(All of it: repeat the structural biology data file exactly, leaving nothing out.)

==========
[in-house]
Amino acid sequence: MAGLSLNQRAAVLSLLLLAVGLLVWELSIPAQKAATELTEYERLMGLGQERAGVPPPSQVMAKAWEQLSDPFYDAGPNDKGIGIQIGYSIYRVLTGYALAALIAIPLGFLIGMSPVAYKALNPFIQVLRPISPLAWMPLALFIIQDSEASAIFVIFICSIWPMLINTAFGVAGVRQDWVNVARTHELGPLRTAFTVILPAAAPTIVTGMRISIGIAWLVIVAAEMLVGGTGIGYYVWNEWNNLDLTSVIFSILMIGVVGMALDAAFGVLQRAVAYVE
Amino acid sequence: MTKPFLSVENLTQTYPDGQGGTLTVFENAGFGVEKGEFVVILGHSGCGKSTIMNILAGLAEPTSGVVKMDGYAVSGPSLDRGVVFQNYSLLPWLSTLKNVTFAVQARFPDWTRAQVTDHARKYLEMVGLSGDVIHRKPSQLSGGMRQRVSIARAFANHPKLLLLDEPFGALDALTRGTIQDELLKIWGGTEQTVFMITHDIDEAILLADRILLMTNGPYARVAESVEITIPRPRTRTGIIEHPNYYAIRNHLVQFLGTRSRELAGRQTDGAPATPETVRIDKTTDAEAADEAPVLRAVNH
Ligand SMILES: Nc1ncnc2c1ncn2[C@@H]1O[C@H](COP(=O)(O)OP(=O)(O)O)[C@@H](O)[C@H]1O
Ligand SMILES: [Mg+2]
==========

[in-house]
Amino acid sequence: MAGLSLNQRAAVLSLLLLAVGLLVWELSIPAQKAATELTEYERLMGLGQERAGVPPPSQVMAKAWEQLSDPFYDAGPNDKGIGIQIGYSIYRVLTGYALAALIAIPLGFLIGMSPVAYKALNPFIQVLRPISPLAWMPLALFIIQDSEASAIFVIFICSIWPMLINTAFGVAGVRQDWVNVARTHELGPLRTAFTVILPAAAPTIVTGMRISIGIAWLVIVAAEMLVGGTGIGYYVWNEWNNLDLTSVIFSILMIGVVGMALDAAFGVLQRAVAYVE
Amino acid sequence: MTKPFLSVENLTQTYPDGQGGTLTVFENAGFGVEKGEFVVILGHSGCGKSTIMNILAGLAEPTSGVVKMDGYAVSGPSLDRGVVFQNYSLLPWLSTLKNVTFAVQARFPDWTRAQVTDHARKYLEMVGLSGDVIHRKPSQLSGGMRQRVSIARAFANHPKLLLLDEPFGALDALTRGTIQDELLKIWGGTEQTVFMITHDIDEAILLADRILLMTNGPYARVAESVEITIPRPRTRTGIIEHPNYYAIRNHLVQFLGTRSRELAGRQTDGAPATPETVRIDKTTDAEAADEAPVLRAVNH
Ligand SMILES: Nc1ncnc2c1ncn2[C@@H]1O[C@H](COP(=O)(O)OP(=O)(O)O)[C@@H](O)[C@H]1O
Ligand SMILES: [Mg+2]